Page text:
Nadia: It's through sports, sports is the catalyst for everything. That's why we tell kids just be busy, and to go and play any sport because they may not know which one is right for them. But they should get busy and play around and just have the experience. We all watch the Olympics and get motivated. It teaches us that you don't have to be born in a particular place on the planet to be the best. So anybody, anywhere in the world can do that.
Dominique: I always try to get parents to instill that in their young kids. To get them involved in sports. Sports are the way to go in my opinion. Even if you don't win all the time you learn so many life lessons, qualities, and strengths that you can use for the rest of your life. And as a mother of two kids, I have a two-and-a-half-year-old and a nine-month-old, I do really believe what makes me a good mom are all of the qualities I learned in my 18-year career in the sport of gymnastics. Training day in and day out, learning about passion and setting goals, and learning to persevere and not quit, to have patience and vision. These are all qualities I gained through the sport of gymnastics, and I believe the next generation of young people can learn that in their sports participation as well.
If you could go back to the time when you were training for your first Olympic competition, what advice would you give yourself?
Nadia: I think I did a pretty good job, so I don't know [laughs]. I wouldn't give a lot of advice, because maybe if I did the results would be different. I think that what is important though is to never lose passion and love for what you do and to commit all the way, and to surround yourself with good people.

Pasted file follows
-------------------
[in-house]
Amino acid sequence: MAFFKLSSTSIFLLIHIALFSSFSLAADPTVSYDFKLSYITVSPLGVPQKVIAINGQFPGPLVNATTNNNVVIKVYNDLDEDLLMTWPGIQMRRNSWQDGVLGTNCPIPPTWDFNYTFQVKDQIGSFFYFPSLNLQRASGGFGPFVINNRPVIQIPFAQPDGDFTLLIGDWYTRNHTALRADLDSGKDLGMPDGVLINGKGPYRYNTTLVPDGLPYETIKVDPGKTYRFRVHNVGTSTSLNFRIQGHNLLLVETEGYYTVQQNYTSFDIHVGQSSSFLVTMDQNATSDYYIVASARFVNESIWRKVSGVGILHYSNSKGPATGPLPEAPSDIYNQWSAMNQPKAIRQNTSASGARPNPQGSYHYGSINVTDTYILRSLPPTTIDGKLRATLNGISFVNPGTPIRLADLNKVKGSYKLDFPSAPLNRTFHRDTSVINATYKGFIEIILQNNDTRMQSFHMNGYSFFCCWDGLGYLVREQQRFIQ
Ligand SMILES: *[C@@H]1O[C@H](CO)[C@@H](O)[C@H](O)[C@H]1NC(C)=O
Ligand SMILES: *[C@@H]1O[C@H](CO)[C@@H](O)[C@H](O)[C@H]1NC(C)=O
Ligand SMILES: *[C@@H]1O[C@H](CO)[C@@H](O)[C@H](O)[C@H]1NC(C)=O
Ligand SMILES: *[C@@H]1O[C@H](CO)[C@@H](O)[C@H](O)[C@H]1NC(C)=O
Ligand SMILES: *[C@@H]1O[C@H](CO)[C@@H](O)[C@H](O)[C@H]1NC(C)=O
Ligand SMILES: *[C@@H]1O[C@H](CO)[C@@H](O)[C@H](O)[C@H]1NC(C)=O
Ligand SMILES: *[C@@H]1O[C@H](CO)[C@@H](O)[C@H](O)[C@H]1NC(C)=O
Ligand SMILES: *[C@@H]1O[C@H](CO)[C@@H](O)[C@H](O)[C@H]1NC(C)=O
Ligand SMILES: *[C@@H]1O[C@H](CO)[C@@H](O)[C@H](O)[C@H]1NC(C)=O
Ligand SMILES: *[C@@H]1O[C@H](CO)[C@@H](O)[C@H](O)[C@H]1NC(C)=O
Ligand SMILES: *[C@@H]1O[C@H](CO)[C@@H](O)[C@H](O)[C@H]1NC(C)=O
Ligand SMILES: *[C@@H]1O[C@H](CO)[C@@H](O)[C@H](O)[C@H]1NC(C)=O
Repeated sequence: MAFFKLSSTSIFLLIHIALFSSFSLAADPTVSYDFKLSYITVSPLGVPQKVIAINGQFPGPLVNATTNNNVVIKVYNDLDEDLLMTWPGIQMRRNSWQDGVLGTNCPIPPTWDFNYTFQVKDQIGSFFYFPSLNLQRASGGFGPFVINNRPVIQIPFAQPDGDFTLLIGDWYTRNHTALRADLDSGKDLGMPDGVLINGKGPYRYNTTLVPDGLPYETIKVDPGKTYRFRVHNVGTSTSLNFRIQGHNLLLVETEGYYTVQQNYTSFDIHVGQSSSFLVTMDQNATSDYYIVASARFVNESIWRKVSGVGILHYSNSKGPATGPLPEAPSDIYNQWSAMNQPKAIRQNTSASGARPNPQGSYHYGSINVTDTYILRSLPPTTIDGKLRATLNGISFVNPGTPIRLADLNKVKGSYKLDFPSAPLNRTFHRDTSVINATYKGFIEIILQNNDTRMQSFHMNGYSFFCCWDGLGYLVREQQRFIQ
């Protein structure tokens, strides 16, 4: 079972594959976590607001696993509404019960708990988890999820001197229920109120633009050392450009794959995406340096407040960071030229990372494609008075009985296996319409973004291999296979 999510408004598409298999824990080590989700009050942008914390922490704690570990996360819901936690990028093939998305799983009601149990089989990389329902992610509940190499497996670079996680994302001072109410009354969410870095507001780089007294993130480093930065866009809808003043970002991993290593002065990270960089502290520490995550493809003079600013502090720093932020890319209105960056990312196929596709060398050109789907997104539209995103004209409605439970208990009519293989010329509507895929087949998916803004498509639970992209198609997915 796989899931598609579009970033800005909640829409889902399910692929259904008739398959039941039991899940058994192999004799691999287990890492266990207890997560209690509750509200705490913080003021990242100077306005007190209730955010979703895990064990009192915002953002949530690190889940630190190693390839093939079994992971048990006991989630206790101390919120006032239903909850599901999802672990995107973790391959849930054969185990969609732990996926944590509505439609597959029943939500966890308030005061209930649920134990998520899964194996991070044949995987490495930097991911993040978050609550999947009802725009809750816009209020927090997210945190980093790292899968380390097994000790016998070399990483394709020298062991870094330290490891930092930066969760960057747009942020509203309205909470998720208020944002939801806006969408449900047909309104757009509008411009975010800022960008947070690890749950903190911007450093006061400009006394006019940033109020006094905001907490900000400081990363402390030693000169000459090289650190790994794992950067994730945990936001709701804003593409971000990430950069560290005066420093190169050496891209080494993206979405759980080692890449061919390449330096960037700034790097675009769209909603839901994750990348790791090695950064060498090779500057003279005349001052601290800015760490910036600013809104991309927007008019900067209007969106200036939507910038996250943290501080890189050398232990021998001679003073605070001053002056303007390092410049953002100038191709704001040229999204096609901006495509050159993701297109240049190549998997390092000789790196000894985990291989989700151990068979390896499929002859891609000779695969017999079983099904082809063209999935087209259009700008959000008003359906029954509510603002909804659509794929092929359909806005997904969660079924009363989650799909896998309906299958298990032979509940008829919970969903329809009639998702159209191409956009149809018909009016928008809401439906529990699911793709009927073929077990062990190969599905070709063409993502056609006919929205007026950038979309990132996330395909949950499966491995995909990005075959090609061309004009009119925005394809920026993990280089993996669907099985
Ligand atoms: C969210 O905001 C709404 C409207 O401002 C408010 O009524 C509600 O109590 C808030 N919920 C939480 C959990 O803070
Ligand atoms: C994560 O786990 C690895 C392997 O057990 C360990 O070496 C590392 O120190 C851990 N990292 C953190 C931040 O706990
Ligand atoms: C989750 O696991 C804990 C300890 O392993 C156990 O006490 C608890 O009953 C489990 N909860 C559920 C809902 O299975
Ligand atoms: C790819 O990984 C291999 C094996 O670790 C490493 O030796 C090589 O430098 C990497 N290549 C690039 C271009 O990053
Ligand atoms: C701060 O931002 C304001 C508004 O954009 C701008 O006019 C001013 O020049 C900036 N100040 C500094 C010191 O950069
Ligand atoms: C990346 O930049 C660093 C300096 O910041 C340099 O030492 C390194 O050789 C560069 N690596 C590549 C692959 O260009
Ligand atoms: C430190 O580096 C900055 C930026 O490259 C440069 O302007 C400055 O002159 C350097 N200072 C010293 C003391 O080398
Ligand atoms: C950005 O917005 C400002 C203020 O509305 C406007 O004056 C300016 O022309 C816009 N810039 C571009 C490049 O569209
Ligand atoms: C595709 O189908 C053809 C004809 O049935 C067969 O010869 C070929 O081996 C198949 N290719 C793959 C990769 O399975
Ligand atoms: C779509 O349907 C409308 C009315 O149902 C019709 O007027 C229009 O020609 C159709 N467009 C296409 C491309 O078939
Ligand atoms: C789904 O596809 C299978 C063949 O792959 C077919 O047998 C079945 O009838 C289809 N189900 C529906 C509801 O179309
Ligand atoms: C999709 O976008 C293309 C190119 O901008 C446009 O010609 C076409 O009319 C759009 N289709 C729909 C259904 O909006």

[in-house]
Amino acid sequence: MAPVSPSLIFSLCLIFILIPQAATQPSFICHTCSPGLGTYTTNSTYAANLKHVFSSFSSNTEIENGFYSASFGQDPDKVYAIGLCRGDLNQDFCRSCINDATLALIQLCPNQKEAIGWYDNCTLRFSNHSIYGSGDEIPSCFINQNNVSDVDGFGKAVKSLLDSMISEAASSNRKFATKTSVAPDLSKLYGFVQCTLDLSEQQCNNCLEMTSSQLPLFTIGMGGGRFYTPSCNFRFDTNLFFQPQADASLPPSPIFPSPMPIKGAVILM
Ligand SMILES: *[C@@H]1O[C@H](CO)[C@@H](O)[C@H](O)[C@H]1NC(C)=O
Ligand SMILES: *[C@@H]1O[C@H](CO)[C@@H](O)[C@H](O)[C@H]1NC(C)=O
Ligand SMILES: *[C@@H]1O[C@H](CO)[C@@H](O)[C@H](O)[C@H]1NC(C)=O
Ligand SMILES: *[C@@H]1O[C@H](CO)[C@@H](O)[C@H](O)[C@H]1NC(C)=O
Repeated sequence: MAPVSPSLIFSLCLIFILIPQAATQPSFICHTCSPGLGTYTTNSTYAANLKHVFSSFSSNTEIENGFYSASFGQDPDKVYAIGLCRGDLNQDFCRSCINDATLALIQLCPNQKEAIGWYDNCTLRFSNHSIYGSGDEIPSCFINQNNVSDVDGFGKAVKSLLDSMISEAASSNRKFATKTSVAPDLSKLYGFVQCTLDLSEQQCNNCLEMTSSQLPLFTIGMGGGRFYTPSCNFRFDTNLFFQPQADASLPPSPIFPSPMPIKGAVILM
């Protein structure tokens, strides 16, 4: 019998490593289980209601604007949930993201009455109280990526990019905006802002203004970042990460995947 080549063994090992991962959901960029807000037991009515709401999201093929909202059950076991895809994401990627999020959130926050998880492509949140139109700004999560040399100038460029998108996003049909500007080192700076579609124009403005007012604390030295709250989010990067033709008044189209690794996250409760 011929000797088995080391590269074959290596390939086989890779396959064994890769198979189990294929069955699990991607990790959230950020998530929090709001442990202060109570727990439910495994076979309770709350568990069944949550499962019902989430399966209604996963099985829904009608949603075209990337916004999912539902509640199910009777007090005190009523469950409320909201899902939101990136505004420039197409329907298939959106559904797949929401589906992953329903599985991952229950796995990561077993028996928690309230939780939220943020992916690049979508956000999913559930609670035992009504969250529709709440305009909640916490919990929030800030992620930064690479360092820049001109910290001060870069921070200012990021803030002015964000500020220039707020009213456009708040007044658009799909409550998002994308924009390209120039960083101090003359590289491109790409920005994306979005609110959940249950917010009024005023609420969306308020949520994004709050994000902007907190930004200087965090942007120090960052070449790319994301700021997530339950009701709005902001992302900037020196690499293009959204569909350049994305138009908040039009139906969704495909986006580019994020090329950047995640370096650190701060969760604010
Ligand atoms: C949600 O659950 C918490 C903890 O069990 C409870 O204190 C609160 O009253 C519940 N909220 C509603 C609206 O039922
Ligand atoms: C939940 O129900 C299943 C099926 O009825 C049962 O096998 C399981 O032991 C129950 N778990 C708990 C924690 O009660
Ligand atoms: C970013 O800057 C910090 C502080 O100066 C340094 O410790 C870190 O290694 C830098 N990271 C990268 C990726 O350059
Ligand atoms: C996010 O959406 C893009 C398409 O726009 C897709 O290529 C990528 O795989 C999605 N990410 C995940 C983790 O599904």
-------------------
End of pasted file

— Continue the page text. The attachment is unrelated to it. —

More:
Dominique: I was a very fearful child, and I had low self-esteem, so the advice I would have given myself would be to love myself. I was going through a very difficult time in my personal life. My parents were going through a tough divorce, so I probably would have learned to love myself and appreciate the gifts that God blessed me with, and to truly feel as if I deserved to be on that Olympic team. I think a lot of young kids struggle with that. They don't think they are good enough. They don't think that they deserve to achieve certain things, and I think you win and lose first in your mind. That's the only way to achieve, and if you don't believe it more than likely it's not going to become a reality.
You two are living legends, and Simone, who is featured in the video, is a legend in the making. Who are the legends in your life?
Nadia: My parents. I was lucky to be shown a direction in my life. My mom was the one who first took me to the gym because I had too much energy and I was breaking the furniture [laughs]. She thought it was a temporary thing for me, but it wasn't quite temporary. I went all the way with it.
Dominique: For me, it would be my coach Kelli Hill. She was an inspiration for me. I moved in with her when I was a young child so I could get to those 6 a.m. morning training sessions before going to public school, then come back to the gym for 5 more hours at night.
What advice do you have for the next generation of women athletes?
Dominique: It would be to pursue their passion, and to have a passion for what you're doing. Love what you do, love yourself, and recognize that it's not just about you especially when you get to the Olympic and professional level. There is a whole younger generation that is looking to you and wanting to model themselves after you. People need to recognize that their words and their actions or inactions can truly change the lives of many. So make sure that the decisions that you make are a reflection of who you want to portray yourself to be. Be a good role model.
Nadia: Enjoy the journey, and try to be just a little better every day.